American art collector’s love blooms at Peking University
At 73, Donald Stone has been an avid collector for nearly six decades. His treasures vary from drawings and prints of Western masters, such as Raphael and Picasso, to Chinese antiquities from the Shang Dynasty (c.16th century-11th century BC). His assemblage is not built on family wealth but on his salary as a teacher.
Stone retired from the English department of Queens College at City University of New York in 2006. Soon after, he became a senior professor of English at Peking University.
Since then Stone has donated about 400 of his art assets to the Arthur M. Sackler Museum of Art and Archaeology at Peking University. Stone plans to give more of his collection to the same museum. Meanwhile, he is showing his donation of prints through 10 exhibitions there.
The ninth display, titled Gods and Heroes, is now on show: 55 original etchings and lithographs exemplifying how Western artists adopted classical tradition in creation. They include a complete set of French painter Jean Honore Fragonard’s Bacchanals series and Georges Braque’s six Theogony etchings.
Prints are as valuable for understanding an artist as other mediums, Stone says. The juxtaposed works of Picasso and Braque, both of whom played an important role in the development of cubism, for instance, illustrate how they went in different directions after eventually giving up cubism.
“Picasso discovered Roman classical art. He went through a period of painting his children and mistresses in a very classical Roman style,” Stone says, “while Braque went back to the beginning of Western art, Greek mythology.”
Stone’s passion for art was cultivated in his teens when he frequented museums and bought postcards at auctions.
He began collecting seriously some 40 years ago, when he was working on a book in London. He took a bus from where he lived to the library, getting off halfway to save half of the ticket price.
One day he passed by an art gallery window and saw a drawing of Giovanni Battista Tiepolo, an 18th-century Venetian painter. Out of curiosity he went in — and purchased the first item of his collection.
“Once it started, it felt like eating peanuts out of a bag — you want to search for more.”
He bought a drawing every two to three years, sometimes donating to the small collection of the National Gallery of Art in Washington.
Stone first came to China in 1982, to teach as a visiting scholar at Beijing’s Capital Normal University. He returned regularly, lecturing at universities and academic institutions nationwide.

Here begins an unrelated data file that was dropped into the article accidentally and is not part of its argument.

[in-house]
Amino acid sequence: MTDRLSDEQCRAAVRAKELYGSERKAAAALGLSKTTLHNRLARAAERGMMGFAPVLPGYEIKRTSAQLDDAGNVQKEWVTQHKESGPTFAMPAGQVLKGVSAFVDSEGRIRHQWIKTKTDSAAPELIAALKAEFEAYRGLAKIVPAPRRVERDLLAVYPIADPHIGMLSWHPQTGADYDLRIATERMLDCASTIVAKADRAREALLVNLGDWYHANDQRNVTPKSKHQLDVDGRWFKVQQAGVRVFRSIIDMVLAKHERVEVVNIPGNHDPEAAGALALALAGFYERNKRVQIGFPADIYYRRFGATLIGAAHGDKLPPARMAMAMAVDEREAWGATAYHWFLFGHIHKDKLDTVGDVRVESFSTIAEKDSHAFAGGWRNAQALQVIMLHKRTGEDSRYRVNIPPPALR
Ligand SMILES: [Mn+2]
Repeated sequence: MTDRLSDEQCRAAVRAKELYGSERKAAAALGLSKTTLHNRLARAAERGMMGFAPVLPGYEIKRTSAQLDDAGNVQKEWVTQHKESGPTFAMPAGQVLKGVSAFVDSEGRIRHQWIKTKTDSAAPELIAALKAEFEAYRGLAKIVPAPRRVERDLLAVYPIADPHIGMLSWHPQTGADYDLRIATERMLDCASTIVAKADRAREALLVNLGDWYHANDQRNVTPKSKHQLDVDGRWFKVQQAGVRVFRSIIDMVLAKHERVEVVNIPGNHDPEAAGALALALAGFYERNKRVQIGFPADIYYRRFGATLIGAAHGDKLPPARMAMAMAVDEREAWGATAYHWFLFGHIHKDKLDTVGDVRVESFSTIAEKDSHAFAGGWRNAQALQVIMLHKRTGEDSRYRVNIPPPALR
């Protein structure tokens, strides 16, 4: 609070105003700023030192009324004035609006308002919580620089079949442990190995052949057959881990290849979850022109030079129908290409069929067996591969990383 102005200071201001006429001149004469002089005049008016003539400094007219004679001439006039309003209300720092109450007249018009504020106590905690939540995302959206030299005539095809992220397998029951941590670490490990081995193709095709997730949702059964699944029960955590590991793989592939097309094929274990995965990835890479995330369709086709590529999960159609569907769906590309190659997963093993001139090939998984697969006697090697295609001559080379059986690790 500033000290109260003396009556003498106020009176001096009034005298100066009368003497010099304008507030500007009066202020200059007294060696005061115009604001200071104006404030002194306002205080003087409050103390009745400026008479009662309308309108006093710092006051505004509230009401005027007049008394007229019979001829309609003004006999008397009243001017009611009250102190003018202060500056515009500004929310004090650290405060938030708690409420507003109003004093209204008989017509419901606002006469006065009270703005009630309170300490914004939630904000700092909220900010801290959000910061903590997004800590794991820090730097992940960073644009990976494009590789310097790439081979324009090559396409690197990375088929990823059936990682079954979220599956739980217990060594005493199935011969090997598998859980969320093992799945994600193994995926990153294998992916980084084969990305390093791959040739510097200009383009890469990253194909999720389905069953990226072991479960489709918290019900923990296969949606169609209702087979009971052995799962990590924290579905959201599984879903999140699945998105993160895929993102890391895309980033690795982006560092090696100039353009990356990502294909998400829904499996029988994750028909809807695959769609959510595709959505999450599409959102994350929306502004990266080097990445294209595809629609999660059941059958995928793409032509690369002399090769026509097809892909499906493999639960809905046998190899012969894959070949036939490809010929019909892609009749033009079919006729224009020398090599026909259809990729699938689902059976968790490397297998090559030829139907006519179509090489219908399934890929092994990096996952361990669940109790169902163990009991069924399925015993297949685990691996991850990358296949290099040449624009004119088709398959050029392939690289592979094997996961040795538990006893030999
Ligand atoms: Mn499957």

“In America every major university has an art museum. Princeton has a permanent collection of works of masters such as Van Gogh, Monet and Renoir. It is free. Students can just come over to see these beautiful pieces and then go back to their studies,” Stone says.
In China, he laments, “it is not common”.
Stone’s collection not only delights the students at PKU. It has toured Macao and Urumqi, the Xinjiang Uygur autonomous region, where hundreds of people lined up in snow to see their first Picasso work.
Stone’s generosity has sometimes yielded surprises.
He once bought one of six Matisse prints at a Paris art store. He told the Jewish owner, Ann Pfeffer, that his purchase would go to the Sackler museum in China. Later he opened the package, he found Pfeffer had given him all six for the price of one, $3,500.
Back at the store, the dealer told him that she had made no mistake: She was giving the other five as gifts to China, because China was one of very few countries that welcomed Jewish refugees during World War II.
Last year, Stone won the Chinese Government Friendship Award, the country’s top award to foreign experts for making contributions in different fields.
“I love being here. I taught at Harvard, New York University
Once it started, it felt like eating peanuts out of a bag — you want to search for more.”
and City University of New York. I speak of my life as ‘BC’ and ‘AC’ — before China and after China,” he says.
Stone says the favorite of his collection is a painting of Liu Yongming, a pupil of ink-andcolor master Wu Guanzhong.
After discovering Liu in 1991 at an exhibition at the National Museum of China, Stone asked the artist to paint magpies, a common bird he saw in Beijing.
“I have drawings and prints scattered all over in my apartment in New York. But that w is what I first see in the morning when I get out of bed, and the last thing I see before I turn off the light.
“It is in my bedroom. It was painted by an artist I love, of subjects I love, and it is a gift to me.”
US art collector Donald Stone visits Beijing with a part of his collection, including etchings by Picasso.